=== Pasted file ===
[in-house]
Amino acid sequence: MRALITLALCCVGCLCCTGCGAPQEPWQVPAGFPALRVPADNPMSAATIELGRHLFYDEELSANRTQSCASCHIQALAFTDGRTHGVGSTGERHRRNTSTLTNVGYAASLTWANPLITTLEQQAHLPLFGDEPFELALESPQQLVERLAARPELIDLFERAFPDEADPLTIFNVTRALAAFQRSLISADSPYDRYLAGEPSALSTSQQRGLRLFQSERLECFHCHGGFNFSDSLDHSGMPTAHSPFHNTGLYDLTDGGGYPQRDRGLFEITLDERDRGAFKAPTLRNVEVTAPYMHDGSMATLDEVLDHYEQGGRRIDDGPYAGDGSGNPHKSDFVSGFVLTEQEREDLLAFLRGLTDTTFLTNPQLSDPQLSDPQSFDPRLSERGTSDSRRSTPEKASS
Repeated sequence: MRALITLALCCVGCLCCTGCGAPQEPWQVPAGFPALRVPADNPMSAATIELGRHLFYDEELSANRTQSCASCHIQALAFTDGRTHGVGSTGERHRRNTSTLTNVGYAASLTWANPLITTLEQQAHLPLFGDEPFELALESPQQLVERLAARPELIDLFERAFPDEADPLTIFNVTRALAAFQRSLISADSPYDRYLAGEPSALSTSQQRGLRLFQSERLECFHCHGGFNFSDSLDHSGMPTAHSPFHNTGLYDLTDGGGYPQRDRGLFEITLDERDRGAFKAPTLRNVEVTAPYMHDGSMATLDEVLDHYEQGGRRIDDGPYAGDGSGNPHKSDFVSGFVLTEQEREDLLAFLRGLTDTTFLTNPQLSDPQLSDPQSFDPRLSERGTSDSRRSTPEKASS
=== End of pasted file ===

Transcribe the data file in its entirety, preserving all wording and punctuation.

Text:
[in-house]
Amino acid sequence: MRALITLALCCVGCLCCTGCGAPQEPWQVPAGFPALRVPADNPMSAATIELGRHLFYDEELSANRTQSCASCHIQALAFTDGRTHGVGSTGERHRRNTSTLTNVGYAASLTWANPLITTLEQQAHLPLFGDEPFELALESPQQLVERLAARPELIDLFERAFPDEADPLTIFNVTRALAAFQRSLISADSPYDRYLAGEPSALSTSQQRGLRLFQSERLECFHCHGGFNFSDSLDHSGMPTAHSPFHNTGLYDLTDGGGYPQRDRGLFEITLDERDRGAFKAPTLRNVEVTAPYMHDGSMATLDEVLDHYEQGGRRIDDGPYAGDGSGNPHKSDFVSGFVLTEQEREDLLAFLRGLTDTTFLTNPQLSDPQLSDPQSFDPRLSERGTSDSRRSTPEKASS
Repeated sequence: MRALITLALCCVGCLCCTGCGAPQEPWQVPAGFPALRVPADNPMSAATIELGRHLFYDEELSANRTQSCASCHIQALAFTDGRTHGVGSTGERHRRNTSTLTNVGYAASLTWANPLITTLEQQAHLPLFGDEPFELALESPQQLVERLAARPELIDLFERAFPDEADPLTIFNVTRALAAFQRSLISADSPYDRYLAGEPSALSTSQQRGLRLFQSERLECFHCHGGFNFSDSLDHSGMPTAHSPFHNTGLYDLTDGGGYPQRDRGLFEITLDERDRGAFKAPTLRNVEVTAPYMHDGSMATLDEVLDHYEQGGRRIDDGPYAGDGSGNPHKSDFVSGFVLTEQEREDLLAFLRGLTDTTFLTNPQLSDPQLSDPQSFDPRLSERGTSDSRRSTPEKASS